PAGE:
Corporate Debt Free for All…Junk ETF Explosion…1.73% 10 Year Line in the Sand…and more!

Best of the Bond Market for August 13th, 2012

WSJ: Interest rates are so low that even companies that don’t need money are raising it – skeptics say the ravenous demand for corporate bonds has pushed yields on the securities down too far to compensate investors for their risk.

Investment News: 42% of high yield bond ETF’s assets were invested in the last 6 months as demand soars.  – The bulk of the ETF inflows have gone into the two biggest high-yield ETFs, iShares’ $15 billion iBoxx High Yield Corporate Bond ETF (HYG) and State Street Corp.’s $10.9 billion SPDR Barclays Capital High Yield Bond ETF (JNK). Both have yields over 7%.

Bond Squawk: 1.73% is the line in the sand for the 10 Year Treasury – For Credit Suisse technical analysts David Sneddon, Christopher Hine, Pamela McCloskey, and Cilline Bain, who continue to favor the broader bull trend, the recent backup was revealing as buyers emerged with last Thursday spike in yields. As a result, the line has been drawn in the sand at the 1.73% level as support.

The Big Picture:A huge swath of the federal debt is about to go away, courtesy of political dysfunction and committee failure.” – If you really believe the deficit is a problem for investors (and the Bond Markets sure don’t) then you need to find another boogieman.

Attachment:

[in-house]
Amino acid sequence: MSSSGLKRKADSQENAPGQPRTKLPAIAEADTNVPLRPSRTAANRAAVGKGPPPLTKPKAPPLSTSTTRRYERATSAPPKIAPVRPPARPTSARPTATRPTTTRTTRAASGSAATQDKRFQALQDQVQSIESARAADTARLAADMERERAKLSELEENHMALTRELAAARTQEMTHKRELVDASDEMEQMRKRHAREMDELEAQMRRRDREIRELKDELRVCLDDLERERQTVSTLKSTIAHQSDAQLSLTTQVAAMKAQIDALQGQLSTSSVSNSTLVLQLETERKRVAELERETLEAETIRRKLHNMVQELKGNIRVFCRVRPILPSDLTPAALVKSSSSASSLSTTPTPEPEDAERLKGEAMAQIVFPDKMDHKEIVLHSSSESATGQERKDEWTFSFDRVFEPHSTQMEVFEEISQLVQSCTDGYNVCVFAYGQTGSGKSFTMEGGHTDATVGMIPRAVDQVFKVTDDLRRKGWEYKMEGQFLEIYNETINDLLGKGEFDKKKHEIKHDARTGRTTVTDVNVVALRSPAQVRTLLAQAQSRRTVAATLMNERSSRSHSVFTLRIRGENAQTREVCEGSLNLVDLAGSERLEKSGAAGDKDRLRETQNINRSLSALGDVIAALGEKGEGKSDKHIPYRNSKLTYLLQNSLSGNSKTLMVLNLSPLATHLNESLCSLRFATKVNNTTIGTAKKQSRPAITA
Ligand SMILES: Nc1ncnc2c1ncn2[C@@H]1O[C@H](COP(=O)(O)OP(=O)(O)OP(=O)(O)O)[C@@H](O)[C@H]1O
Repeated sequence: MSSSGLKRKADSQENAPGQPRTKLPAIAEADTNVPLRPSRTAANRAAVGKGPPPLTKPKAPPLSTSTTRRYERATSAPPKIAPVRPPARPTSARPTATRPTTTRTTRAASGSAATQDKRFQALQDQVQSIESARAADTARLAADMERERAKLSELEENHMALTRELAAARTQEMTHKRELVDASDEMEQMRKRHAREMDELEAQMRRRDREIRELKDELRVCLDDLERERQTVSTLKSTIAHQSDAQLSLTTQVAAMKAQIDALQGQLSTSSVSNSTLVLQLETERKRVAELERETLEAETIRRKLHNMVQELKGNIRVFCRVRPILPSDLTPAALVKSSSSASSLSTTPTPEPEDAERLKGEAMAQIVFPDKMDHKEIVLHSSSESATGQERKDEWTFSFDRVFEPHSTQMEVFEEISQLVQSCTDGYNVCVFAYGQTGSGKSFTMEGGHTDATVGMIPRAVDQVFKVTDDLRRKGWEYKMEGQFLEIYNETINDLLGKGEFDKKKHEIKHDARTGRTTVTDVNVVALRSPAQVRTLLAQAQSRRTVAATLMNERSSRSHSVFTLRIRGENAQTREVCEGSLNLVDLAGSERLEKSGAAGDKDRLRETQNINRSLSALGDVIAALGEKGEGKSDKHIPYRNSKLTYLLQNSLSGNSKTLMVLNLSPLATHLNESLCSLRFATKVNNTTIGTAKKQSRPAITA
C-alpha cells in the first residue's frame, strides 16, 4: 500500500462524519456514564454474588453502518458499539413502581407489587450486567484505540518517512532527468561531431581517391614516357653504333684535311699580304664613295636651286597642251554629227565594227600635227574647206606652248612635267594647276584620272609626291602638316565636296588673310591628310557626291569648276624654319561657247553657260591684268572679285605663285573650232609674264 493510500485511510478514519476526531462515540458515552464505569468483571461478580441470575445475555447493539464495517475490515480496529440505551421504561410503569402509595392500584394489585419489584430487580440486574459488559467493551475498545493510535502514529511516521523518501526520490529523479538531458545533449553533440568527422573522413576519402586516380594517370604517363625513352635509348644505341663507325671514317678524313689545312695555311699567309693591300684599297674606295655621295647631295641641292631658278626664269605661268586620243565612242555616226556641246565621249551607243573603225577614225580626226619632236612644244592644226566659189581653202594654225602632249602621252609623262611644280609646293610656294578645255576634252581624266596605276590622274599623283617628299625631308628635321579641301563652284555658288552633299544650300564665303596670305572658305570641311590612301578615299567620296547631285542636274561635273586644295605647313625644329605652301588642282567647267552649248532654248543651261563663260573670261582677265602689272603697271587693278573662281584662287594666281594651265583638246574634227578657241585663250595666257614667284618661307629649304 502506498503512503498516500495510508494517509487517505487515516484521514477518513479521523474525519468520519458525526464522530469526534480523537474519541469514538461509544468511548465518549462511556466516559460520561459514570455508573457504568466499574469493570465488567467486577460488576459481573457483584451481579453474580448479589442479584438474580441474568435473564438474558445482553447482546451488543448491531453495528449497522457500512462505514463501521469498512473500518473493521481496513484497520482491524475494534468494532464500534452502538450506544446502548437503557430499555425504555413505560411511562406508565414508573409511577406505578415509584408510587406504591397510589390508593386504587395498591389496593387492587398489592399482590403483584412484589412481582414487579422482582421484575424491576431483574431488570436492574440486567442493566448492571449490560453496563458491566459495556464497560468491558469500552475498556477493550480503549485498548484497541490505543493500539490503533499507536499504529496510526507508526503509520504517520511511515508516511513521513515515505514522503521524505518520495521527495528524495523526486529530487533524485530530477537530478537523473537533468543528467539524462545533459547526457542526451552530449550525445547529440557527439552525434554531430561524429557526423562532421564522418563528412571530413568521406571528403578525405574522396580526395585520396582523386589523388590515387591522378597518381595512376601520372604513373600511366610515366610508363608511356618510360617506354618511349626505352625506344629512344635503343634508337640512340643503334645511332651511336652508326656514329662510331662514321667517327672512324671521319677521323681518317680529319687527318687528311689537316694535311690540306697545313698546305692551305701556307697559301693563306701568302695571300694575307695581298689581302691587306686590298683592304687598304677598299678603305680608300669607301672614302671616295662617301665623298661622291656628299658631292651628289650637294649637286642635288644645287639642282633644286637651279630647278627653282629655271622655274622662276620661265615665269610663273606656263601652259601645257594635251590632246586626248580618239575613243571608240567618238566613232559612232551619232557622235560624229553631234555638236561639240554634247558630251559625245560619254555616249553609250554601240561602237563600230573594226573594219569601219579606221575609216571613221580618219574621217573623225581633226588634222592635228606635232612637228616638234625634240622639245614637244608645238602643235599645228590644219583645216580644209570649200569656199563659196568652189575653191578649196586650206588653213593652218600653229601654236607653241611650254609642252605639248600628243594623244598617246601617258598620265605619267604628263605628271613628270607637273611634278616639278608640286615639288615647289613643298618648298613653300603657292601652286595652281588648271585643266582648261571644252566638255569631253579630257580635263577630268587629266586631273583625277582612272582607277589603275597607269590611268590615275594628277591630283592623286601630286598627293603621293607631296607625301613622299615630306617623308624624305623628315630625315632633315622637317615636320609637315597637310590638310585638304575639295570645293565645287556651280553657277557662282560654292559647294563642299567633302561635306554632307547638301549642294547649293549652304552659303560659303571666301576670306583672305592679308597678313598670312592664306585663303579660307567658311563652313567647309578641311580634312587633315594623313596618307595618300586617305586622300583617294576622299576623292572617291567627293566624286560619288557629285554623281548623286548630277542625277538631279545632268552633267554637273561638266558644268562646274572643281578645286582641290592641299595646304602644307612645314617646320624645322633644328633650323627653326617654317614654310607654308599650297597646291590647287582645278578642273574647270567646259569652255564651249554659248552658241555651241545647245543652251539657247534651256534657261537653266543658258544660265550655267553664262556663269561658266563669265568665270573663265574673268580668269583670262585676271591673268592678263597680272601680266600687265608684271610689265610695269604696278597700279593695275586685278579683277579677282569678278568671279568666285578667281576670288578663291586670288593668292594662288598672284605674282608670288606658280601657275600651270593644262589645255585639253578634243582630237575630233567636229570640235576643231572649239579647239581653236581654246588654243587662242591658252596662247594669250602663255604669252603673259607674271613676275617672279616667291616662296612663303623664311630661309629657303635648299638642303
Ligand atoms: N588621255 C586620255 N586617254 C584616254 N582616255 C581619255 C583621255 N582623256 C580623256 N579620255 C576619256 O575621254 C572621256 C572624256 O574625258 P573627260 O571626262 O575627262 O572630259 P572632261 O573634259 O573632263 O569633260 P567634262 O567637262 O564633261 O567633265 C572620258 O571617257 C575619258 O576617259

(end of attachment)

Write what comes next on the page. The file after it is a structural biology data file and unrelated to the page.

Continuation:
Learn Bonds: With his latest bond play, Warren Buffett wins either way – Buffett’s real intention in bidding for Rescap is to drive the price up for Nationstar. The more the auction brings in, the higher the payout for ResCap’s bondholders (of which Berkshire is one of the biggest).

ETF Trends: While most fixed income ETFs are seeing massive inflows SHY sees massive outflows.  – The $9 billion ETF has experienced $904 million of outflows the past month, according to  The fund has a 30-day SEC yield of 0.12%, according to manager BlackRock, which is more than the 0.15% expense ratio.

WSJ: How to know when your municipal bond is headed for trouble – Unemployment rates, changes in property values, decreases in rainy-day funds, large debt loads and falling population can all serve as early warning signs that a municipality is in trouble.

Hussman Funds: The only reason stocks and bonds are not more closely correlated is that bonds have a shorter duration.  10-year bonds have an effective duration of only about 7-8 years, depending on the coupon, which means that your ending wealth is nearly completely determined within that horizon. In contrast, stocks are very long-term assets, with an effective “duration” roughly equal to the price/dividend ratio*, which means that changes in valuation dramatically affect the terminal value of your investment even for horizons out to 30-40 years, and sometimes longer when valuations are rich and yields are low.

Bond Buyer: High Yield Muni Bond funds are showing strong returns and even stronger inflows – In the second quarter, muni high-yield funds represented only about 12% of all muni fund assets, but one-third of all flows into the municipal bond fund space.

Index Universe: Why junk bond yields are likely to fall even further – The negative macroeconomic environment, combined with the Federal Reserve’s actions, may indicate that yields on junk bonds have nowhere to go but down.

Businessweek: Long term investment grade bond issuance has already surpassed 2010 and 2011 levels for the year. Issuance of investment-grade bonds maturing in 30 years or more totals $83.6 billion since year-end.

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